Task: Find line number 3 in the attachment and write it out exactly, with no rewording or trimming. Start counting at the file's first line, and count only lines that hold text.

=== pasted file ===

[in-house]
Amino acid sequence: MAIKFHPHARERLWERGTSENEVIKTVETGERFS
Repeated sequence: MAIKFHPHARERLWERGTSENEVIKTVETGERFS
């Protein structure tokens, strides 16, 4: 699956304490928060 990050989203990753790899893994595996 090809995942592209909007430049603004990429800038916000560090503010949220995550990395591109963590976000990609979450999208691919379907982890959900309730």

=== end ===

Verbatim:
Repeated sequence: MAIKFHPHARERLWERGTSENEVIKTVETGERFS